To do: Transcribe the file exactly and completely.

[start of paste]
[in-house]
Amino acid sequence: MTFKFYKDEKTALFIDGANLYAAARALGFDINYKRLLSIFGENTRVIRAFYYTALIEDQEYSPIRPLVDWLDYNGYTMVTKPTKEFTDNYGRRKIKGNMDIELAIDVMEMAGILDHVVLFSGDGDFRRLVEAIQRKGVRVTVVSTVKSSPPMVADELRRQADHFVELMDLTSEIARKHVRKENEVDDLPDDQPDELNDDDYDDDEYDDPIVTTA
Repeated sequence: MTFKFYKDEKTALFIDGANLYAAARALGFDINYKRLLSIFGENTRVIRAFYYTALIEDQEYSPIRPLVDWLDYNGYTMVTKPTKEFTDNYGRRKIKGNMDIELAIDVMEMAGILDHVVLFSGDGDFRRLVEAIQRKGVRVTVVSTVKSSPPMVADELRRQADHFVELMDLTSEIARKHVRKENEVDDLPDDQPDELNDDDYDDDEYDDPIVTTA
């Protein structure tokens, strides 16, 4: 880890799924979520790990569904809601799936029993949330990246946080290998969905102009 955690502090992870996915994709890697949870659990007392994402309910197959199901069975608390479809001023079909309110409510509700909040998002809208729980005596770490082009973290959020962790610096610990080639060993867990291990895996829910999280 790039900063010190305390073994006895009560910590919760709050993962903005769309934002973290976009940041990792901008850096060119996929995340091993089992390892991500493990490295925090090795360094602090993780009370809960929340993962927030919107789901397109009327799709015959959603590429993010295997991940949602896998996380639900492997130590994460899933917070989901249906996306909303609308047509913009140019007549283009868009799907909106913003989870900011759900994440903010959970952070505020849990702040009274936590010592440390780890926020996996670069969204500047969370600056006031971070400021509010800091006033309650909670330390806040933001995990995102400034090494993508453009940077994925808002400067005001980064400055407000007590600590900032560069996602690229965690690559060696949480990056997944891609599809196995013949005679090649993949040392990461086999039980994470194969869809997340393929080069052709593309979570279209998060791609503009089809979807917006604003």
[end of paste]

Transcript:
[in-house]
Amino acid sequence: MTFKFYKDEKTALFIDGANLYAAARALGFDINYKRLLSIFGENTRVIRAFYYTALIEDQEYSPIRPLVDWLDYNGYTMVTKPTKEFTDNYGRRKIKGNMDIELAIDVMEMAGILDHVVLFSGDGDFRRLVEAIQRKGVRVTVVSTVKSSPPMVADELRRQADHFVELMDLTSEIARKHVRKENEVDDLPDDQPDELNDDDYDDDEYDDPIVTTA
Repeated sequence: MTFKFYKDEKTALFIDGANLYAAARALGFDINYKRLLSIFGENTRVIRAFYYTALIEDQEYSPIRPLVDWLDYNGYTMVTKPTKEFTDNYGRRKIKGNMDIELAIDVMEMAGILDHVVLFSGDGDFRRLVEAIQRKGVRVTVVSTVKSSPPMVADELRRQADHFVELMDLTSEIARKHVRKENEVDDLPDDQPDELNDDDYDDDEYDDPIVTTA
């Protein structure tokens, strides 16, 4: 880890799924979520790990569904809601799936029993949330990246946080290998969905102009 955690502090992870996915994709890697949870659990007392994402309910197959199901069975608390479809001023079909309110409510509700909040998002809208729980005596770490082009973290959020962790610096610990080639060993867990291990895996829910999280 790039900063010190305390073994006895009560910590919760709050993962903005769309934002973290976009940041990792901008850096060119996929995340091993089992390892991500493990490295925090090795360094602090993780009370809960929340993962927030919107789901397109009327799709015959959603590429993010295997991940949602896998996380639900492997130590994460899933917070989901249906996306909303609308047509913009140019007549283009868009799907909106913003989870900011759900994440903010959970952070505020849990702040009274936590010592440390780890926020996996670069969204500047969370600056006031971070400021509010800091006033309650909670330390806040933001995990995102400034090494993508453009940077994925808002400067005001980064400055407000007590600590900032560069996602690229965690690559060696949480990056997944891609599809196995013949005679090649993949040392990461086999039980994470194969869809997340393929080069052709593309979570279209998060791609503009089809979807917006604003």